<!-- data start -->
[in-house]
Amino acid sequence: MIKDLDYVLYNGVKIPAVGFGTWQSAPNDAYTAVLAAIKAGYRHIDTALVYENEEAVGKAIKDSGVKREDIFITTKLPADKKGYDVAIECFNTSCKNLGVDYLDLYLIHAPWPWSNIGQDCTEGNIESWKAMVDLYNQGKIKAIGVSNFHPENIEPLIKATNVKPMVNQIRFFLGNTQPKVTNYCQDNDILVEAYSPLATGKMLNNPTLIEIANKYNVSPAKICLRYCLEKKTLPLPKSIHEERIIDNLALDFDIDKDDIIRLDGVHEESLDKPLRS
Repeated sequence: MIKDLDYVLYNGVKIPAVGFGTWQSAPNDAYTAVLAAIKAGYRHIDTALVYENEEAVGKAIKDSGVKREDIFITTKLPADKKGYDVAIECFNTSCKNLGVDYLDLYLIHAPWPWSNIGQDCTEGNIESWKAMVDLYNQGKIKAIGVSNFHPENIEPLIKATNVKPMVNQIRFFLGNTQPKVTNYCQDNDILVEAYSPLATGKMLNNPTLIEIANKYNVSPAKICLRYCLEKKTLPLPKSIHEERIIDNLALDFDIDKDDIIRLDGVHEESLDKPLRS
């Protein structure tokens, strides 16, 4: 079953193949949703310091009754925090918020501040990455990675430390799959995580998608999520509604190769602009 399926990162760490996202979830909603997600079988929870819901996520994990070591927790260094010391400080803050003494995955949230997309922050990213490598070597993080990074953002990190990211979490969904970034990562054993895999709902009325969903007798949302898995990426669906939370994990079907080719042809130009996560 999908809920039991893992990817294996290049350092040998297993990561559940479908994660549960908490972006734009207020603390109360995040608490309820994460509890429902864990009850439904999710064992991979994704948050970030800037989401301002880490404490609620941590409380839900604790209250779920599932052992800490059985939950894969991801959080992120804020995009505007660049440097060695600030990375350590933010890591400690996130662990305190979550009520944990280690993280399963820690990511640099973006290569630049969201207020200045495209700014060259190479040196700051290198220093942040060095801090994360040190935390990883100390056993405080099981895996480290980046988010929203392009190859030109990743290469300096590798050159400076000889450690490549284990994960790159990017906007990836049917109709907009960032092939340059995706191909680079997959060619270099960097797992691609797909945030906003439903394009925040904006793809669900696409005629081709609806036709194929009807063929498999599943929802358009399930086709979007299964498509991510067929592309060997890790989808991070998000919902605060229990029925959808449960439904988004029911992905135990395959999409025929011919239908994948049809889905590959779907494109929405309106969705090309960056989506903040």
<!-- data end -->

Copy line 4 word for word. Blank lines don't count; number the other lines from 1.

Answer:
């Protein structure tokens, strides 16, 4: 079953193949949703310091009754925090918020501040990455990675430390799959995580998608999520509604190769602009 399926990162760490996202979830909603997600079988929870819901996520994990070591927790260094010391400080803050003494995955949230997309922050990213490598070597993080990074953002990190990211979490969904970034990562054993895999709902009325969903007798949302898995990426669906939370994990079907080719042809130009996560 999908809920039991893992990817294996290049350092040998297993990561559940479908994660549960908490972006734009207020603390109360995040608490309820994460509890429902864990009850439904999710064992991979994704948050970030800037989401301002880490404490609620941590409380839900604790209250779920599932052992800490059985939950894969991801959080992120804020995009505007660049440097060695600030990375350590933010890591400690996130662990305190979550009520944990280690993280399963820690990511640099973006290569630049969201207020200045495209700014060259190479040196700051290198220093942040060095801090994360040190935390990883100390056993405080099981895996480290980046988010929203392009190859030109990743290469300096590798050159400076000889450690490549284990994960790159990017906007990836049917109709907009960032092939340059995706191909680079997959060619270099960097797992691609797909945030906003439903394009925040904006793809669900696409005629081709609806036709194929009807063929498999599943929802358009399930086709979007299964498509991510067929592309060997890790989808991070998000919902605060229990029925959808449960439904988004029911992905135990395959999409025929011919239908994948049809889905590959779907494109929405309106969705090309960056989506903040």